Tarandowah Golfers Club is located just outside of Avon, Ontario, a little more than 5 minutes off the 401 highway between London and Woodstock. It is your classic “out in the middle of nowhere” course, seemingly built in a farmer’s field.
But this is not just any golf course. It is an example of what its owners call “pure golf” – links golf in the best tradition of Scotland, Ireland and Wales. Judy and I thought it sounded interesting so we drove down to Tarandowah last week (August 25, 2010).
Like many links courses the first impression is somewhat underwhelming. The parking lot is dry and dusty. The clubhouse is about as bare bones as it gets on a golf course in Ontario.
And to the untrained eye the view from the first tee doesn’t inspire a lot of confidence. “Where the heck is the fairway?” was my first thought. But having been on a few courses like this before (Brora in Scotland comes to mind) I was confident it would all become clear soon enough.
Which, of course, it did. Once out on the hard, firm, fescue-lined fairway you could quickly see where the course designer (Dr. Martin Hawtree) had spent his time and energy. The fairways are beautifully “natural” with very little of the artificial mounding designed to keep your ball in play. In other words, if you hit your ball near the edge of the fairway, the chances are good you will end up in the fescue.
But it is the green “complexes” at Tarandowah that set it apart from the vast majority of courses. These are not just greens plunked down at the end of the fairway. Nor are they artificially multi-tiered greens surrounded by three or four bunkers. For sure there is mounding used to build up the greens above what the normal terrain would allow, but in my estimation this enhances the experience, and did not feel at all forced or synthetic.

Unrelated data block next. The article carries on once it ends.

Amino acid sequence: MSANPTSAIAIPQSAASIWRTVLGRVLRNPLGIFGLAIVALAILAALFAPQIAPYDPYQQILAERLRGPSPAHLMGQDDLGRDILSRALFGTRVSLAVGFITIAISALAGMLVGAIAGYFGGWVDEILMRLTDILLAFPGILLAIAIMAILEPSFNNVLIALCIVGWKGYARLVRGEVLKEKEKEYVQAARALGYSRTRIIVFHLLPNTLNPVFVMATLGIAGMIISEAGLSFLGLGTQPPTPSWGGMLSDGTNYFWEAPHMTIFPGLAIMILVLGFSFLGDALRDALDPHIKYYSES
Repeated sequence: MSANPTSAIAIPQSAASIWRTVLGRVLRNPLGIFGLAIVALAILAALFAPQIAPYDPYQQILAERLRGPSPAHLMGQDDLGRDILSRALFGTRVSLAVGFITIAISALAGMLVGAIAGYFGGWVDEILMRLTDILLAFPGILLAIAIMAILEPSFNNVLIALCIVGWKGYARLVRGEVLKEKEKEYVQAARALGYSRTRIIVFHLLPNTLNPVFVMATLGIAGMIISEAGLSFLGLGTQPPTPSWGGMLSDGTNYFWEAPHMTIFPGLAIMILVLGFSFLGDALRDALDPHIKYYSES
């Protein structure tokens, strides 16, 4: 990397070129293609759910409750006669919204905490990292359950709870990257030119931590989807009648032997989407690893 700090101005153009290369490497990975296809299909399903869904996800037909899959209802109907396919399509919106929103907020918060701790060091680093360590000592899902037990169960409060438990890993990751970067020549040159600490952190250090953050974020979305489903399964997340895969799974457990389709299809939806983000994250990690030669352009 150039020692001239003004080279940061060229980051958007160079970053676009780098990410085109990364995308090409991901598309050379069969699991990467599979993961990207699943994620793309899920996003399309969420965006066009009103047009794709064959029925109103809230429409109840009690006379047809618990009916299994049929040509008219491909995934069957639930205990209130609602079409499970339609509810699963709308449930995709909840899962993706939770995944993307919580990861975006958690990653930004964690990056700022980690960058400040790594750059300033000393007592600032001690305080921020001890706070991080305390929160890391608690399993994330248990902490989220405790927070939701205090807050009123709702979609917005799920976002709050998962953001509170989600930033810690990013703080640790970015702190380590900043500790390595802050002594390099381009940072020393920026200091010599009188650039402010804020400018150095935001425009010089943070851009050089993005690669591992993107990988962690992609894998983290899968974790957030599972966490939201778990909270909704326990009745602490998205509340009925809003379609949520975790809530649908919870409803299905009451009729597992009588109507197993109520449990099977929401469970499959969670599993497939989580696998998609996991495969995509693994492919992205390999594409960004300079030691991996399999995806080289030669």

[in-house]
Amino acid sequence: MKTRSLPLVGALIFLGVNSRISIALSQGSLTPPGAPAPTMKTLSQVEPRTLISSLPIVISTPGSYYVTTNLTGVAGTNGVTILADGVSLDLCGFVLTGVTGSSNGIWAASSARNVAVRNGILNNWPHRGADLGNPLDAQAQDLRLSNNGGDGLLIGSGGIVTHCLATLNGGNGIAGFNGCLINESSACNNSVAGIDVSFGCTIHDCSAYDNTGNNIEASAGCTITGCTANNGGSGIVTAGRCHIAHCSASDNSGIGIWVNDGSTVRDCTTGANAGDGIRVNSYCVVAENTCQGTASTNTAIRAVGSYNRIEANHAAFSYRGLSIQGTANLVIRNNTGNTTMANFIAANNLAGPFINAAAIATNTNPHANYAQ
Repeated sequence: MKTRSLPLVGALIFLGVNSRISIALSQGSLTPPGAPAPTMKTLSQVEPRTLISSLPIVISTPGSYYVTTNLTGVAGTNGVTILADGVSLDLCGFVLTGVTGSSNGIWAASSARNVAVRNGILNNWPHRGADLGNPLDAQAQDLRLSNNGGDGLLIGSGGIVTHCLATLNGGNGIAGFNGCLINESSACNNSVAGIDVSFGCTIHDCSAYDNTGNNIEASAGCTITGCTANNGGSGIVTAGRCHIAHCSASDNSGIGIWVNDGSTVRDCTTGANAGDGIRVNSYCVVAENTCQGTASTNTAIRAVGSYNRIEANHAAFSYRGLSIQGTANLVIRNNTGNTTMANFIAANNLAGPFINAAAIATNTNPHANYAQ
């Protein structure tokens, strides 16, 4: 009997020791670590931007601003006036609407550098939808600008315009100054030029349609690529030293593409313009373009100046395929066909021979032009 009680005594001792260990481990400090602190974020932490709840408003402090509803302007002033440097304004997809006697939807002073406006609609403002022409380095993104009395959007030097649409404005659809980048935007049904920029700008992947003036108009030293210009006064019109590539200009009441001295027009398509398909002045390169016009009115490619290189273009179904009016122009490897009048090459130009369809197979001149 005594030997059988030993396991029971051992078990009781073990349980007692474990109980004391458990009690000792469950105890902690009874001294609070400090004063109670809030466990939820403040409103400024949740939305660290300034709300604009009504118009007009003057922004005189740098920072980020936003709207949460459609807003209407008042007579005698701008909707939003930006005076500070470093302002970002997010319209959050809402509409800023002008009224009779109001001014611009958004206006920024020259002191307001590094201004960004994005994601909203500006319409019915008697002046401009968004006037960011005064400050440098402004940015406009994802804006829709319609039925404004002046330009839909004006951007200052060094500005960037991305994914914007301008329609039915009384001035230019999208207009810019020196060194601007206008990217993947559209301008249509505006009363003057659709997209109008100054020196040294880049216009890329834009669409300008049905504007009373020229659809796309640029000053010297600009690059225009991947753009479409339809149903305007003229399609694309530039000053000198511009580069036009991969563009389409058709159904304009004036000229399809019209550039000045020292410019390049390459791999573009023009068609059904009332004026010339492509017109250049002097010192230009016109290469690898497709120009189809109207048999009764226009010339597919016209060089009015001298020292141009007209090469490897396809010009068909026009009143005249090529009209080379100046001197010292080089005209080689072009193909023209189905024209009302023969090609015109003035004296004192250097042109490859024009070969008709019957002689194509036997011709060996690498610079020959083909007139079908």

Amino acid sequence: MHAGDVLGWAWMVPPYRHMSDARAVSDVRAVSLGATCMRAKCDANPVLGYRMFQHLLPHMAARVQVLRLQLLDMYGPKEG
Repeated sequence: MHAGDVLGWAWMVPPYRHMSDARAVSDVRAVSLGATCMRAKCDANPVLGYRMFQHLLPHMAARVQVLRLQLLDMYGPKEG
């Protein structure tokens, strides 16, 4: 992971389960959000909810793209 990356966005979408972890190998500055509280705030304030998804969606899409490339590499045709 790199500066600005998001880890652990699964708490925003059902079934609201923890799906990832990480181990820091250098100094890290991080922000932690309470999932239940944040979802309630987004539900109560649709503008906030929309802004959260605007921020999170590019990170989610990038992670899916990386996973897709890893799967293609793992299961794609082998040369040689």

They are beautifully fashioned, skillfully bunkered works of art set about as naturally as possible into the undulating contours of the Ontario countryside. In my humble estimation to find greens like this in a sub-$50 per round course in an out-of-the-way part of rural Ontario is nothing short of miraculous.
Yet, in spite of all the awards Tarandowah has won for design and affordability, let’s face it, this is not everybody’s favourite type of golf. And certainly the course is not perfect. Some will not like the rough and tumble cart paths. And the stream that cuts across two holes near where most of us put our drives might have been handled differently. (Although I must admit the surprise “burn” that pops up in the middle of the fairway is a feature of a few courses I’ve played in the UK.)
In short, Tarandowah is not for everyone. But if you want a unique, relatively inexpensive round of golf on about as authentic a links course as you’re going to find in the middle of rural Ontario, Tarandowah is certainly worth a visit.
Was that a ship sailing along behind those dunes? No, I don’t think so. Probably a silo on a nearby farm.
It is difficult to capture the beauty and subtlety of these holes in a photograph – especially looking into the sun, late in the day.
For those of you who like tree-lined fairways. Does this look familiar Fritz?